If there’s a feature that marks out Russian literature from others, and specially from a certain contemporary context that is no more than « Business as usual », it’s the question : « What is to be done ? » The answers can be various : from a series of vague aspirations, fraught with hesitation and irresolution (cf. Lermontov’s A Hero of Our Time), to a resounding nihilistic nothing (Netchaiev), via a set of messianic or revolutionary projects (from Tolstoy to Lenin), with listlessness leaping up to a wild, bizarre energy before lapsing back into torpor.

Dostoevsky’s programme is part prophecy, part project.

His first concern was to synthesize the Occidentalist movement and the Slavophile stand. On the occasion of the « Pushkin speech » there had been, in a burst of panrussian enthusiasm, a momentary reconciliation, but Dostoevsky was well aware that such a punctual event, whatever its punch, would not be the end of the matter. He therefore set about trying to create some kind of unity that would provide a new dynamic. The orthodoxy that the Slavophiles cherished was, in Dostoevsky’s eyes, a precious thing (the evangelistic truth of Christ in the service of humanity), and how to forget such invaluable compositions as The Legend of the Vladimir Princes, or The Legend of Igor or The Chronicle of Past Times ? As to Peter the Great’s Occidentalism, it went beyond any immediate utilitarianism. It was not only a question of knowledge and science, it was a new vision, a broader vision – in fact the enlargement of an ancient idea : the old muscovite idea. Both movements were essentially Russian. And what marks the Russian is universal sympathy, he has a capacity for panhuman identification. An Englishman, says Dostoevsky, always remains an Englishman, a Frenchman always remains a Frenchman, a German always remains a German. Germany’s force is spent, France however brilliant tends to be self-destructive, as for England, it is peopled by shopkeepers of common sense. The Russians can be better Europeans than the Europeans. And they can go beyond Europe towards a new unity of humanity. Not just a political unity, like the USA, and based on profit, but based on a world-vision.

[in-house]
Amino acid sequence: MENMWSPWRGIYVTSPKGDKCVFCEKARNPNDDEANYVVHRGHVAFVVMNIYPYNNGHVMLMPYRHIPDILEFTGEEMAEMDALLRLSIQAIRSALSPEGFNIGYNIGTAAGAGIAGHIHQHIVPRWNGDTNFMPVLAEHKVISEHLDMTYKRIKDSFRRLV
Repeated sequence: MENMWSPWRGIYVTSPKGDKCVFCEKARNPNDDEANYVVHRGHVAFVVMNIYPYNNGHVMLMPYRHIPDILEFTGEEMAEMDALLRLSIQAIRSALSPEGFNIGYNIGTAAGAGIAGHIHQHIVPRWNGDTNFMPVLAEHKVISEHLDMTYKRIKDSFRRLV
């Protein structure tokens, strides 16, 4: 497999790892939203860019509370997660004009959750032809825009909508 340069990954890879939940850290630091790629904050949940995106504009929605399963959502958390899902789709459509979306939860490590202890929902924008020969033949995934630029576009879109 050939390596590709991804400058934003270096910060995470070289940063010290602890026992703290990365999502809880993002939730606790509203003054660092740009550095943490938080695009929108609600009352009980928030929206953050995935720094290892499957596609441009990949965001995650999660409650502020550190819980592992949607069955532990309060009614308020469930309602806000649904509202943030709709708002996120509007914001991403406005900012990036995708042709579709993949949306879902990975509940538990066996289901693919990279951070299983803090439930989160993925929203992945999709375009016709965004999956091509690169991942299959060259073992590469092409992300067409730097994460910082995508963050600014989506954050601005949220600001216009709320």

If Dostoevsky’s discourse is both vigorous and clarifying, it’s pretty obvious that, if yet another convivial mix is to be avoided, the whole debate, between Slavophiles and Ocidentalists, between indwellers and outgoers, between the closed and the open, has to be raised to another level.




My Paris explorations of this « Russian » field were slightly different, having a more abstract tendency.